Unchecking exceptions

July 15th, 2007

First of all I am not for removing checked exceptions from the language. Quite often I am annoyed by them, but that doesn’t mean that we should pour the baby with the bath.

The problem

The classic is Method.invoke(). This method declares five checked exceptions, but when you are using checked exceptions seriously you’ll get situations like that all over where you can’t deal with the exception and it gets just rethrown as

throw new MyRuntimeException(e);

If all catch blocks look the same you should rethink the exception handling strategy in your, but if not - read on.

There are good reasons why not declaring all possible exceptions in all using methods, the most obvious is that this ripples through your code (I assume you IDE can automatically add/remove the necessary throws while editing) and in a large project this will create constantly problems with merging versions. More severe is that the exceptions leak implementation details, thus the standard technique is wrapping exceptions into types declared by your API.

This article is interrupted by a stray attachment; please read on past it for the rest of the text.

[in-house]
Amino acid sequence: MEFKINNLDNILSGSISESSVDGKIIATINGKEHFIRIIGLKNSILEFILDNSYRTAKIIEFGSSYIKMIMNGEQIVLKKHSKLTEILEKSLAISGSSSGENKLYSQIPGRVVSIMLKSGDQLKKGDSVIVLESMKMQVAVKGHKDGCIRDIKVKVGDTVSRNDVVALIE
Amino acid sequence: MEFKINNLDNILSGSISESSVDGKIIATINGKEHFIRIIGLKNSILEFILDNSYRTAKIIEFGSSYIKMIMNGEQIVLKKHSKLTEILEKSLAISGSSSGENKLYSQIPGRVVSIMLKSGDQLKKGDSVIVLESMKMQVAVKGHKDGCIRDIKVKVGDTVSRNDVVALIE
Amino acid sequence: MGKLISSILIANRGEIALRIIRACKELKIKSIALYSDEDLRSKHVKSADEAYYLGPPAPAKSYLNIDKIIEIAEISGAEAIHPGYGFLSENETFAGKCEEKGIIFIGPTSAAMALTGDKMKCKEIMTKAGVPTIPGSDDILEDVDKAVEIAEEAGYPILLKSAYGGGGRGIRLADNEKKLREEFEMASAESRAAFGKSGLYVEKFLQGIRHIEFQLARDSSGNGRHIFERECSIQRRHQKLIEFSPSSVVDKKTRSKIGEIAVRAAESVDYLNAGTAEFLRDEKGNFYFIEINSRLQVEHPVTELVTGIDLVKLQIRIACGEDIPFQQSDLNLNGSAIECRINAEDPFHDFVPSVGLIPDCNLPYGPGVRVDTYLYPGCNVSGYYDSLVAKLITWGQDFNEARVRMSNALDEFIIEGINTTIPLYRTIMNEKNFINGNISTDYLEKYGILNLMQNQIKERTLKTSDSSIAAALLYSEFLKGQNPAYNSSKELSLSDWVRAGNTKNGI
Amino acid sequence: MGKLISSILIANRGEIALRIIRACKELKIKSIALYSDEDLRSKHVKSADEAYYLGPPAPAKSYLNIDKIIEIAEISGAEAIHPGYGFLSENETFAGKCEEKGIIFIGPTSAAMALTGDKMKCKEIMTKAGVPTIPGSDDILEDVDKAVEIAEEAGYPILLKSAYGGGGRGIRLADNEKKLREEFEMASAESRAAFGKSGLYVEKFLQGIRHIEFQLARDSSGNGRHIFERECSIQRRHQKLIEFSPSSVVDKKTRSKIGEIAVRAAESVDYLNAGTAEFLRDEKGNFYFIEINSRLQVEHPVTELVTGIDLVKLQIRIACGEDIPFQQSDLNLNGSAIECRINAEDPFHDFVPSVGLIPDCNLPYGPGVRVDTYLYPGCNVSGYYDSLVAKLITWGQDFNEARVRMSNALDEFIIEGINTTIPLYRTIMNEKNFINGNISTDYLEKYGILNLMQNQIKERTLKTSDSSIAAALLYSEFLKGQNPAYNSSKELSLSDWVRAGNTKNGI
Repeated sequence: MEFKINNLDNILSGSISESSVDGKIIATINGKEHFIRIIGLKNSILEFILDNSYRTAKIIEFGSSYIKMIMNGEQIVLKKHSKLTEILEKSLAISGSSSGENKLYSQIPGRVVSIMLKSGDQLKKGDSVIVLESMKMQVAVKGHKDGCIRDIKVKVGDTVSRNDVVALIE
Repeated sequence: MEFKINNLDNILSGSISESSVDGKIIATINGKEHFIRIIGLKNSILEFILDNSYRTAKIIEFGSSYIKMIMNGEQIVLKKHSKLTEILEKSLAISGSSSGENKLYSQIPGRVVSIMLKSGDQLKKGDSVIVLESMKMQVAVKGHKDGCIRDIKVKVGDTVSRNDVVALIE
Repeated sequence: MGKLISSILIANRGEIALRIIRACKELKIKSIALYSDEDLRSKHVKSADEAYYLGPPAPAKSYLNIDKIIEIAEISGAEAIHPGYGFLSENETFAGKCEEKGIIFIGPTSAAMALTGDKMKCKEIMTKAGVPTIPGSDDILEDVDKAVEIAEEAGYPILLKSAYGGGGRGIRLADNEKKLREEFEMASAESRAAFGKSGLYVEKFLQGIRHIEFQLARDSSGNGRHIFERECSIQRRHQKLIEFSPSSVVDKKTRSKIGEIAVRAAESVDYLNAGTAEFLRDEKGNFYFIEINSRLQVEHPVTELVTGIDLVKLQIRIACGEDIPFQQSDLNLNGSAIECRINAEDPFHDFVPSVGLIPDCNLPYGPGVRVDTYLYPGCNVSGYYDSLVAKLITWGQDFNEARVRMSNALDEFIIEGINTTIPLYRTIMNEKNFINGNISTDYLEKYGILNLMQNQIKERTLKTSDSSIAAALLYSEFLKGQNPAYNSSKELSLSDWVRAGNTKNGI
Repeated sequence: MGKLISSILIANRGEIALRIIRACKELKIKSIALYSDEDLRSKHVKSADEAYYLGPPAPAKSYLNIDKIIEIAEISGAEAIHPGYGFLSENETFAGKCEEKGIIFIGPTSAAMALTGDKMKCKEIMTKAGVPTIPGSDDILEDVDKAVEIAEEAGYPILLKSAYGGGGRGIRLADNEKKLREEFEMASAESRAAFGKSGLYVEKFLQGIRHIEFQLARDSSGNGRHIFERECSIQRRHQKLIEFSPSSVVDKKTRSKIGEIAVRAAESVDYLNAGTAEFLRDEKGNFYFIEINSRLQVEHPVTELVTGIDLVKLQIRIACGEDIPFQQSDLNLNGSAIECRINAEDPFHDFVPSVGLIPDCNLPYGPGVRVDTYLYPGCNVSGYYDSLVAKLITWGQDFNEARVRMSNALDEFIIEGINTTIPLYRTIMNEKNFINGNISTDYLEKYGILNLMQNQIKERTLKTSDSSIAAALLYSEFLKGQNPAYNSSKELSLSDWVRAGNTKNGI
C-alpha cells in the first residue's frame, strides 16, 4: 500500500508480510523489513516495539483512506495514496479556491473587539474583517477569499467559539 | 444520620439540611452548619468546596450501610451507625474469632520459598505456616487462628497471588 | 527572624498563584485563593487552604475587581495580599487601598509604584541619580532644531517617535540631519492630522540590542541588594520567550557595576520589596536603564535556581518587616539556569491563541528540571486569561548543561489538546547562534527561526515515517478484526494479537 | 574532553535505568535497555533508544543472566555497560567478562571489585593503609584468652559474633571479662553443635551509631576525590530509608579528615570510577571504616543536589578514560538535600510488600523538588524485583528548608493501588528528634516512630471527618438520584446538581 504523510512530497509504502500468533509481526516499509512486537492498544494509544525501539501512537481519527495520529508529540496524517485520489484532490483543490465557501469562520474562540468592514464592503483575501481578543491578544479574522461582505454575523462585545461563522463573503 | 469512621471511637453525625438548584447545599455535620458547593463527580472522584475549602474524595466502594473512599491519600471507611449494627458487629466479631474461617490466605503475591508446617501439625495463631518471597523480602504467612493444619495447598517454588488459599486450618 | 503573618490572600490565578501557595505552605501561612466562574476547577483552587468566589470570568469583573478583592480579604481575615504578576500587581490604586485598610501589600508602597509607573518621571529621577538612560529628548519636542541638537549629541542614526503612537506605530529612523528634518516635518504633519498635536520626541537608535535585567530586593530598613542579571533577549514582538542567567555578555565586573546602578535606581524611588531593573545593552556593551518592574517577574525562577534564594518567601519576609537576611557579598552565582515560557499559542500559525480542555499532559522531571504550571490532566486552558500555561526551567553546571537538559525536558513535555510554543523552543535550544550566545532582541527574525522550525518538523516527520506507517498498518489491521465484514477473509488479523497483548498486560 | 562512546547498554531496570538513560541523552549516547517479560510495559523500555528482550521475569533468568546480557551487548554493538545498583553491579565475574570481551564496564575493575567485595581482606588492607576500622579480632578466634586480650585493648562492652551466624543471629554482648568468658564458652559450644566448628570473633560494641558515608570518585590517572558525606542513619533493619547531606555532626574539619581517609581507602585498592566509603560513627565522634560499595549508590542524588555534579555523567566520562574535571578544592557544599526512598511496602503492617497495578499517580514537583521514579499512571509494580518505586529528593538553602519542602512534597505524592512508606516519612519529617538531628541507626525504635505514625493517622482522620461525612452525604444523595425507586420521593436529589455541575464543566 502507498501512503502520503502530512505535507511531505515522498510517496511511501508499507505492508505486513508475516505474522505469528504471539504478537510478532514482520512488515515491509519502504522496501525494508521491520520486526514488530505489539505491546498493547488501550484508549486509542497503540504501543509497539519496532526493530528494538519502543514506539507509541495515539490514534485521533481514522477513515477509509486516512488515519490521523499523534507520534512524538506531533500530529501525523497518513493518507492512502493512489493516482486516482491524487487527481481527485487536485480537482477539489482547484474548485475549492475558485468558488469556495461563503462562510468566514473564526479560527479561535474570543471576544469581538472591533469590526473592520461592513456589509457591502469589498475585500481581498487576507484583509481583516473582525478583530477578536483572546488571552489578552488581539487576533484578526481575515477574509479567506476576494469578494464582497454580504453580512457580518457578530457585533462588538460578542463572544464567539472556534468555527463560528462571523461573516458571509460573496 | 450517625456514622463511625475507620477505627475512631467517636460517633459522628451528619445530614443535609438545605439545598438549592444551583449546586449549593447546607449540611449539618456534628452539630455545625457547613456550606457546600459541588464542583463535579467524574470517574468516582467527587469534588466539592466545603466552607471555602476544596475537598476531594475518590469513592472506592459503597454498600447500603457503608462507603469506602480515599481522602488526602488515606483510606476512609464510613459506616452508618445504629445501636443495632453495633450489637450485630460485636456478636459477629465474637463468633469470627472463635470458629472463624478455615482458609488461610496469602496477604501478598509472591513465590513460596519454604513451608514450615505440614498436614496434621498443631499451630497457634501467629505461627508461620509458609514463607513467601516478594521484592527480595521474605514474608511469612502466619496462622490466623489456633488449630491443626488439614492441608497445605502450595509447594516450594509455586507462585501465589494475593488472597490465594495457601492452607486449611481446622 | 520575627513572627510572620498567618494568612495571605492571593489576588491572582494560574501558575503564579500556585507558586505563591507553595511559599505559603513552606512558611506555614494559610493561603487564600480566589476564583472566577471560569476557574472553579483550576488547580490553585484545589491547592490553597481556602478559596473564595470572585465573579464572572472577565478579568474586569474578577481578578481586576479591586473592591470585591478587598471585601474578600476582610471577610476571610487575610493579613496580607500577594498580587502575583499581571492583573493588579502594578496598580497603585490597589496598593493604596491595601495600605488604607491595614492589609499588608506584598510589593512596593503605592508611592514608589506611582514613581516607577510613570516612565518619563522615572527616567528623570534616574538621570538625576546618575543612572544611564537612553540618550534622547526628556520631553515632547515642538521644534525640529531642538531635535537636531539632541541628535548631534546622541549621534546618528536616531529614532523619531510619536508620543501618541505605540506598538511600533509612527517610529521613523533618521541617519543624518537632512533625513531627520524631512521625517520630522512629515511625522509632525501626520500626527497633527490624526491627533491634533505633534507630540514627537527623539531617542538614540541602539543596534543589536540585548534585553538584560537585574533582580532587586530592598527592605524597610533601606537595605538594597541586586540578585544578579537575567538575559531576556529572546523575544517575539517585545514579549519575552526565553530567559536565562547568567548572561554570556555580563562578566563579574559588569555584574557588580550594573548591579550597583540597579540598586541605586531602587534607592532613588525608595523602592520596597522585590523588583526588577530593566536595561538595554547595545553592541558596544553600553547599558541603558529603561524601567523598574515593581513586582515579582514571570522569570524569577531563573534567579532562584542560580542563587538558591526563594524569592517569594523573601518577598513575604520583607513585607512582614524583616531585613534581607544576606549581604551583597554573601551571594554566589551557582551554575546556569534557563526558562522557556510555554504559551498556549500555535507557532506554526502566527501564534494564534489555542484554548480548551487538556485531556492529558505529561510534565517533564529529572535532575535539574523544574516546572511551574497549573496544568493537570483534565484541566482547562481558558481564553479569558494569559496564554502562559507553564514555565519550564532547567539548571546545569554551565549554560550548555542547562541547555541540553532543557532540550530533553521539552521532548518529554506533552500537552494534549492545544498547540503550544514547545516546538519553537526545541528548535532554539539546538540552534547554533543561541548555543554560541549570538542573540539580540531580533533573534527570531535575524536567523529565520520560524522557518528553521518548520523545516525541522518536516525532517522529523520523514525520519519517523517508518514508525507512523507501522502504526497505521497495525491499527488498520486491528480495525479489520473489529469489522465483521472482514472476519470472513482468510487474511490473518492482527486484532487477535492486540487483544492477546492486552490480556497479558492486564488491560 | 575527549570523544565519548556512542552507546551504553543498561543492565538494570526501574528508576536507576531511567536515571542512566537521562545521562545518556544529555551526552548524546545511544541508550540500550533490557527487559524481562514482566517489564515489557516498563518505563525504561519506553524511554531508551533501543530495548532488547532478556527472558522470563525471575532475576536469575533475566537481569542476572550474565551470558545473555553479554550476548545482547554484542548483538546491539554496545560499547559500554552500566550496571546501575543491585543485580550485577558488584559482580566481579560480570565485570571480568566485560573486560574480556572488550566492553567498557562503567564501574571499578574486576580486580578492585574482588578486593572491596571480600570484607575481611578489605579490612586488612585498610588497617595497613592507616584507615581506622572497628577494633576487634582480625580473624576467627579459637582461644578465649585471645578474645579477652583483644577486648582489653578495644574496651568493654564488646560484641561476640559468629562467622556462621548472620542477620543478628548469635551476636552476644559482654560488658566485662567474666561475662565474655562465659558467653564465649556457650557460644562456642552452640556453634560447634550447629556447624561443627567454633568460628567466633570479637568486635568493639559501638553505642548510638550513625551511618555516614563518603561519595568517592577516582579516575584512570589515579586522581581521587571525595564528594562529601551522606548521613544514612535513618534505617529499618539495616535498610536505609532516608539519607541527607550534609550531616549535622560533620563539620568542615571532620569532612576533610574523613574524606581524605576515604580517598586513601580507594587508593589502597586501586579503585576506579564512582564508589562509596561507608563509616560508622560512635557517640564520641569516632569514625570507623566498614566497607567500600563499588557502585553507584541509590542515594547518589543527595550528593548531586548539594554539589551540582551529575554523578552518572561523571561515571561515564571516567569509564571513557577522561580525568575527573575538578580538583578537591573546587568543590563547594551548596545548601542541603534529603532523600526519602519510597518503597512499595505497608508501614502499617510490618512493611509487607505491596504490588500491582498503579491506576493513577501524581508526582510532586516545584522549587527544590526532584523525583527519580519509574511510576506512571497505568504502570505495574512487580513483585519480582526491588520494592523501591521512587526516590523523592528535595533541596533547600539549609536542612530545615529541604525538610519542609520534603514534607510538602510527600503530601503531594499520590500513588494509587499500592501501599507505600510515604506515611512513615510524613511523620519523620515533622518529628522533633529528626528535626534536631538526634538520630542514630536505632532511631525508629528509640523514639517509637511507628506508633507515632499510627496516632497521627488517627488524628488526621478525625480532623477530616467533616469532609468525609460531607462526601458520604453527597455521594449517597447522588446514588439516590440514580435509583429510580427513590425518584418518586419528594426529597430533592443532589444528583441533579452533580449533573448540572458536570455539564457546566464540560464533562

Catch annotations

What about injecting the exception handling where you need it? (Remark:The annotations might not be the right way of doing it, but for illustrating the idea it is good enough)

void myMethod() {

do();//throws CheckedException


The annotation has the effect of wrapping each statement that declares CheckedException into

try {


} catch(CheckedException ce) {

throw new RuntimeException(ce);


This covers perhaps 60% of the bogus catches in an environment that uses checked exceptions heavily, another annotation

@cast(ex=CheckedException.class, to=MyRuntimeException.class)

covers most of the remaining cases by assigning a target exception to the type to be caught. if we allow to have multiple annotations for a method.

@cast(ex=SQLException.class, to=MyRuntimeException.class) //throw MyRuntimes for all SQL ex.
@catch(Exception.class) // throw the rest as RuntimeException
void myMethod()

Further ideas

  • The annotation should be allowed also at class level for having a better structured exception strategy.
  • Class-level annotations are (overridable) inherited to the methods
  • The target exception needs not to be a RuntimeException